You have probably heard about many of the reasons to get a good night's sleep. Since the 1960s, researchers have noted the important connection between sleep and memory. In one classic experiment conducted in 1994, researchers found that depriving participants of sleep impaired their ability to improve performance on a line identification task.
In addition to aiding in memory, sleep also plays and essential role in learning new information. In one study, researchers found that depriving students of sleep after learning a new skill significantly decreased memory of that skill up to three days later.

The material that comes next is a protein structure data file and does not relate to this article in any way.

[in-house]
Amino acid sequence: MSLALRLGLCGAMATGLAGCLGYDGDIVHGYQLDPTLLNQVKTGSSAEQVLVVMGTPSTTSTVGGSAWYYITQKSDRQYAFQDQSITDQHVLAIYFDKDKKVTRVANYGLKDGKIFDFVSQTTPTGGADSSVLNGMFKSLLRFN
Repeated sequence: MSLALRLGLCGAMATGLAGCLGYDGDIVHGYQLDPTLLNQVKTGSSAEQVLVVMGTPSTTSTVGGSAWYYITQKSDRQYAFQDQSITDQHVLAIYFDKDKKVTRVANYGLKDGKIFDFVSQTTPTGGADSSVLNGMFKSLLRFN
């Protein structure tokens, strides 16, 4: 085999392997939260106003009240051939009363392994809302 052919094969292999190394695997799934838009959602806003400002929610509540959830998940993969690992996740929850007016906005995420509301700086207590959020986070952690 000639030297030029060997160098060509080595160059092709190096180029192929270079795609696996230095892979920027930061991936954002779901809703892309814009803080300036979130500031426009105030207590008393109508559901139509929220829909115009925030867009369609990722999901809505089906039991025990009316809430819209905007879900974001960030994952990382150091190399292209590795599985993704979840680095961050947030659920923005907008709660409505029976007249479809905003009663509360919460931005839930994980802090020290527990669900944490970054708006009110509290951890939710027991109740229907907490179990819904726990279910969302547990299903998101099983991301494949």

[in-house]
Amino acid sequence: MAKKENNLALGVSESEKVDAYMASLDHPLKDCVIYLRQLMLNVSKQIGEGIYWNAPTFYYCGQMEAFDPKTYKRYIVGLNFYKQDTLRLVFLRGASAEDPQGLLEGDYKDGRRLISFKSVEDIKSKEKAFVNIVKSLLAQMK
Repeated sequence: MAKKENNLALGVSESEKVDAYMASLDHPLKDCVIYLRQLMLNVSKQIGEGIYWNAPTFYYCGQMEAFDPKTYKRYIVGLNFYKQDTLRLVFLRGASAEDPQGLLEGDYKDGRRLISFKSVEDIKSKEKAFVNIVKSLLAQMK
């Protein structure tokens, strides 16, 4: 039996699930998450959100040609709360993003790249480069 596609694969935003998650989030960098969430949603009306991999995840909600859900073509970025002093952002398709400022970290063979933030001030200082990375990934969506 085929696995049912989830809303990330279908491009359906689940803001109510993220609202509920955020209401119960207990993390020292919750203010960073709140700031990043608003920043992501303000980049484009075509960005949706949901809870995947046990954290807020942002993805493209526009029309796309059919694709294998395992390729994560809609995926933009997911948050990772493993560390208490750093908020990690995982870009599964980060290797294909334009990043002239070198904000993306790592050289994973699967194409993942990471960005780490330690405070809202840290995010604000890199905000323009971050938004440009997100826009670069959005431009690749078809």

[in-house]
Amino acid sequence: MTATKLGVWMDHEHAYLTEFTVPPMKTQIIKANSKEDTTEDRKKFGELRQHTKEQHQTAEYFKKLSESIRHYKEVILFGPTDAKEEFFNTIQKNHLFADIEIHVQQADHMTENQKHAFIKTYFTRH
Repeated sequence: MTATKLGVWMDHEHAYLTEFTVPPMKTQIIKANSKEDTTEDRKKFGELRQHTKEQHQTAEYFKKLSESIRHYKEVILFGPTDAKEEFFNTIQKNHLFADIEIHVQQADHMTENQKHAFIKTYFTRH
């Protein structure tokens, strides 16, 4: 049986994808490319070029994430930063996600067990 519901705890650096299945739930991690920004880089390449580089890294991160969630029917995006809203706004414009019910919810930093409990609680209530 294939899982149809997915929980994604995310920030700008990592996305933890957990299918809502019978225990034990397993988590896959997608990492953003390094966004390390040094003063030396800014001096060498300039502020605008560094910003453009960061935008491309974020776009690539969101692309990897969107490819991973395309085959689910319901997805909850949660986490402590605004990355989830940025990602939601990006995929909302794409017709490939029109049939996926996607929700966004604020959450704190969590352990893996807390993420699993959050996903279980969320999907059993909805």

Researchers have found, however, that sleep's influence on procedural memory is much stronger than it is for declarative memory. Procedural memories are those that involve motor and perceptual skills, while declarative memories are those that involve the memorization of facts.
"If you're going to be tested on 72 irregular French verbs tomorrow, you might as well stay up late and cram," explained Robert Stickgold, a psychiatry professor at Harvard Medical School, in an article published in the APA's Monitor on Psychology. "But if they're going to throw a curveball at you and ask you to explain the differences between the French Revolution and the Industrial Revolution, you're better off having gotten some sleep."